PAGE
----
It seems to me that the most important thing is to have an active community. Have a primary web site (maybe hosted by Novell, maybe SourceForge or something else) that is accurate and current. Have people giving talks about AppArmor at conferences to promote it to developers. Then try to do something to get some buzz about the technology, my SE Linux Play Machines inspired a lot of interest in the SE Linux technology [10]. If something similar was done with AppArmor then it would get some interest.

I’m not interested in killing AppArmor (I suspect that Crispin’s insinuations were aimed at others). If my posts on this topic inspire more work on AppArmor and Linux security in general then I’m happy. As Crispin notes the real enemy is his employer (he doesn’t quite say that – but it’s my interpretation of his post).

11 comments to Random Opinions, Expert Opinions, and Facts about AppArmor

  • I’m not really sure if I like the last part of his blog entry, where he says “If AppArmor does die, then in some sense it just makes my job here of enhancing the Windows security value proposition vs. Linux that much easier.” and reiterates “So go ahead, make my day: ignore the popularity of AppArmor in the user community, keep blocking AppArmor from inclusion in Linus’ kernel. If all I have to do is make Windows security easier and more effective to deploy than SELinux, then my job is practically done for me.”. It seems to show some kind of resentment there.

    I don’t have a clue on whether SELinux is better or worse than AppArmor, but this sentences somehow tell me that his answer might include some quite intense emotional content, and that is something that can usually taint the way someone thinks. I’m not doubting that he might have his reasons to think what he does, but I do have the feeling that if things were not really as he thinks, he might not be noticing or acknowledging them. I’m just a random computer user, I know, but I know enough of human nature to see some things :)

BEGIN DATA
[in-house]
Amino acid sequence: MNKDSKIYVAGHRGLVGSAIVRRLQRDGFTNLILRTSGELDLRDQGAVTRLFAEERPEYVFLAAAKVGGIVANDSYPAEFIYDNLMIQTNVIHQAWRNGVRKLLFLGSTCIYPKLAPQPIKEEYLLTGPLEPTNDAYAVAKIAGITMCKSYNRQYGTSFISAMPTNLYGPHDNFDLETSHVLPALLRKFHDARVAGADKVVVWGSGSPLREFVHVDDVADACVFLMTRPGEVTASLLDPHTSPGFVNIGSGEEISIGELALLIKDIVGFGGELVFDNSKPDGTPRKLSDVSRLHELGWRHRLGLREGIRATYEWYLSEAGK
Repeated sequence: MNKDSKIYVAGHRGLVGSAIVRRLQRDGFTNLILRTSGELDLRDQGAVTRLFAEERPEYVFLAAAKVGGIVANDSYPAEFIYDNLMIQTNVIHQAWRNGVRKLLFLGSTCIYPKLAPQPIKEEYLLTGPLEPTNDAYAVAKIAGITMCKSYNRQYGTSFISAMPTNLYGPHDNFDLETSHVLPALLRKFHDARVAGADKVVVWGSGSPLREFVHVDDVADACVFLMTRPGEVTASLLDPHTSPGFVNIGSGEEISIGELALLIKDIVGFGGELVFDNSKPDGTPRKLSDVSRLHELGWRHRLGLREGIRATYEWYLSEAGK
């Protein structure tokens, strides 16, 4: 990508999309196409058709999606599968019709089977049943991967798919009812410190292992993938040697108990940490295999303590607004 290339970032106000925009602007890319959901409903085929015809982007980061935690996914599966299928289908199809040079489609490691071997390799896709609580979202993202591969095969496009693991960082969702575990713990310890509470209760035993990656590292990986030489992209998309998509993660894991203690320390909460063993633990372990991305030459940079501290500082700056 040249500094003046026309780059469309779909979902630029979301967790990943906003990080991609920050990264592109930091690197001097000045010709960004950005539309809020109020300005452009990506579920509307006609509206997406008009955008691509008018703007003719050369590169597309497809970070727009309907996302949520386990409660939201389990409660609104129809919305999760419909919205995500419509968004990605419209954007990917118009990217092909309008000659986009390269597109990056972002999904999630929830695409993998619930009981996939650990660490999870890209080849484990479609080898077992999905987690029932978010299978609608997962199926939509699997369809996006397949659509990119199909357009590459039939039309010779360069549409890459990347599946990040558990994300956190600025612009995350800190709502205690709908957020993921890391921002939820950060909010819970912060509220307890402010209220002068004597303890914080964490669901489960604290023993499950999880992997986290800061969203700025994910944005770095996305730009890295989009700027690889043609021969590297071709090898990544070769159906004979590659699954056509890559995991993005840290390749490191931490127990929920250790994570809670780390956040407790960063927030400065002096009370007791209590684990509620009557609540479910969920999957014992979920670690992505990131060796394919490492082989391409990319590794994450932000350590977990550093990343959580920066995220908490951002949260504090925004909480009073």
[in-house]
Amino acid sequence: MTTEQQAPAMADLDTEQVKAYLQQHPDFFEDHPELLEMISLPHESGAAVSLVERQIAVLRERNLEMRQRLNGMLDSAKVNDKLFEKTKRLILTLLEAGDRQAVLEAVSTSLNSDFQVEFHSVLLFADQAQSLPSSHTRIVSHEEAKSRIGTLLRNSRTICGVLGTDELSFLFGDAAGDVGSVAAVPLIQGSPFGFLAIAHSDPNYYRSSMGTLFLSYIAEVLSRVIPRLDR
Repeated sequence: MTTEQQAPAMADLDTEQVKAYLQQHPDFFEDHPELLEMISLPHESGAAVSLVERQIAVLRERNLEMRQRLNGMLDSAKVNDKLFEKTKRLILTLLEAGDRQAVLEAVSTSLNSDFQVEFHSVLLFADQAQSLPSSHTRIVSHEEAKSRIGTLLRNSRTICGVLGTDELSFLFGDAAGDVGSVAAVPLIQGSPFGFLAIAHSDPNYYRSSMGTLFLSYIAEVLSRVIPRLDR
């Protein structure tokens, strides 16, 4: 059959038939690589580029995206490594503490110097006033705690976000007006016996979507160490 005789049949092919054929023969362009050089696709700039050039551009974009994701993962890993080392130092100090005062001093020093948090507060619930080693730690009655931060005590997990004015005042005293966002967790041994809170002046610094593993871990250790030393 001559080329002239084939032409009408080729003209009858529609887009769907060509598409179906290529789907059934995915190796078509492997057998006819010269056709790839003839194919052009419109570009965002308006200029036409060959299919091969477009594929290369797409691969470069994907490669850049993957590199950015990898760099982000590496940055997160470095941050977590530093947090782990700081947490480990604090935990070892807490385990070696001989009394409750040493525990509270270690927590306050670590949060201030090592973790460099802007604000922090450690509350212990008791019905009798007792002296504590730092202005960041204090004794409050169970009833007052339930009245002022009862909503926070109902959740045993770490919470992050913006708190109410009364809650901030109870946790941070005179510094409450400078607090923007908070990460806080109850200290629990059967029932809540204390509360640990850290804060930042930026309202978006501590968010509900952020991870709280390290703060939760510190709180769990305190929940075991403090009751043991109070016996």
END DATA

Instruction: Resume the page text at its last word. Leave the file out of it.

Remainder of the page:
• Is anyone posting AppArmor mitigations? I’m searching for mentions of AppArmor in SUSE security bulletins and all I can find is the updates for AppArmor itself.

  • etbe

    Miriam: I agree that his post didn’t have the most positive tone. But you have to keep in mind the fact that AppArmor is his creation, and even though he is now competing with it (after leaving Novell in a way that probably didn’t make him happy) he still has some attachment to the project. Some level of resentment is understandable.

    http://securityblog.org/brindle/2006/08/20/on-apparmor/
    http://securityblog.org/brindle/2006/04/19/security-anti-pattern-path-based-access-control/

    The above blog posts by Joshua Brindle (a Tresys employee and Gentoo developer who works on SE Linux) have some background information on the differences between SE Linux and AppArmor.

    Don: By “mitigations” do you mean analysis of exploits and how AppArmor would have prevented them or constrained them? I’m not aware of that. Even for SE Linux the work in that area is lagging.

  • Tresys was maintaining a list of CVE numbers where the exploit doesn’t work under SELinux. Don’t know if they’re still doing it.

  • James

    AppArmor is not dead.

    Look at the latest development snapshots, it is still going at a good rate. Crispin is still lists as head developer, because if it is a community effort, perhaps he still has something to do with it as a community member.